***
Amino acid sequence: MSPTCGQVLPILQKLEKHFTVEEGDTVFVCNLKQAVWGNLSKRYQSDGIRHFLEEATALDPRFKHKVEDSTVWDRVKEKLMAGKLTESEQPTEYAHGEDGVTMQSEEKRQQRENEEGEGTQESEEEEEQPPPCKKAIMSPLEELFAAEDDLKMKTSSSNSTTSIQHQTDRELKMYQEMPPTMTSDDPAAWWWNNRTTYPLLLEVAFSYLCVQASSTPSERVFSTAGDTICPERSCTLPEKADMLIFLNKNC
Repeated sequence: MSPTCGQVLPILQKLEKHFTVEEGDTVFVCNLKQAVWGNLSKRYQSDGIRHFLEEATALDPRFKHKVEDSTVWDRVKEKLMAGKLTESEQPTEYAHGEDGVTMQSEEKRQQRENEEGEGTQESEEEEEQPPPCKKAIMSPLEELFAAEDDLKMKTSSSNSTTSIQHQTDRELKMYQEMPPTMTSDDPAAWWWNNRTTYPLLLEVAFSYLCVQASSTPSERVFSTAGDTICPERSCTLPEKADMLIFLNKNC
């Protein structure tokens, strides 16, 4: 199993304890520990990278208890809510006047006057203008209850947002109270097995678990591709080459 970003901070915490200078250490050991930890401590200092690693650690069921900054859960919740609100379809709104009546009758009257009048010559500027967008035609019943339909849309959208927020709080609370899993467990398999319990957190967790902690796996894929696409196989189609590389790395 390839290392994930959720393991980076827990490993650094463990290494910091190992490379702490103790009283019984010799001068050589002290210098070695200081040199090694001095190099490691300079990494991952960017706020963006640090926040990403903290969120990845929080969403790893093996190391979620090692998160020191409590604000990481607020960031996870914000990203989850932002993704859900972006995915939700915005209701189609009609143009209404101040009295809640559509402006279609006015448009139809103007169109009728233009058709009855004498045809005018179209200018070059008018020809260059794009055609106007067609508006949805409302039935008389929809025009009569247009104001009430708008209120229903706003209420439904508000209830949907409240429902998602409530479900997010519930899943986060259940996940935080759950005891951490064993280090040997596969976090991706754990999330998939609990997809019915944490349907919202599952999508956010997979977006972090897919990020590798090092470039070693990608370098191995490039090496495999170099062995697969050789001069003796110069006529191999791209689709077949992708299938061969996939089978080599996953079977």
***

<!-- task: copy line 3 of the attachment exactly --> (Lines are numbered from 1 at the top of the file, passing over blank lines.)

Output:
């Protein structure tokens, strides 16, 4: 199993304890520990990278208890809510006047006057203008209850947002109270097995678990591709080459 970003901070915490200078250490050991930890401590200092690693650690069921900054859960919740609100379809709104009546009758009257009048010559500027967008035609019943339909849309959208927020709080609370899993467990398999319990957190967790902690796996894929696409196989189609590389790395 390839290392994930959720393991980076827990490993650094463990290494910091190992490379702490103790009283019984010799001068050589002290210098070695200081040199090694001095190099490691300079990494991952960017706020963006640090926040990403903290969120990845929080969403790893093996190391979620090692998160020191409590604000990481607020960031996870914000990203989850932002993704859900972006995915939700915005209701189609009609143009209404101040009295809640559509402006279609006015448009139809103007169109009728233009058709009855004498045809005018179209200018070059008018020809260059794009055609106007067609508006949805409302039935008389929809025009009569247009104001009430708008209120229903706003209420439904508000209830949907409240429902998602409530479900997010519930899943986060259940996940935080759950005891951490064993280090040997596969976090991706754990999330998939609990997809019915944490349907919202599952999508956010997979977006972090897919990020590798090092470039070693990608370098191995490039090496495999170099062995697969050789001069003796110069006529191999791209689709077949992708299938061969996939089978080599996953079977």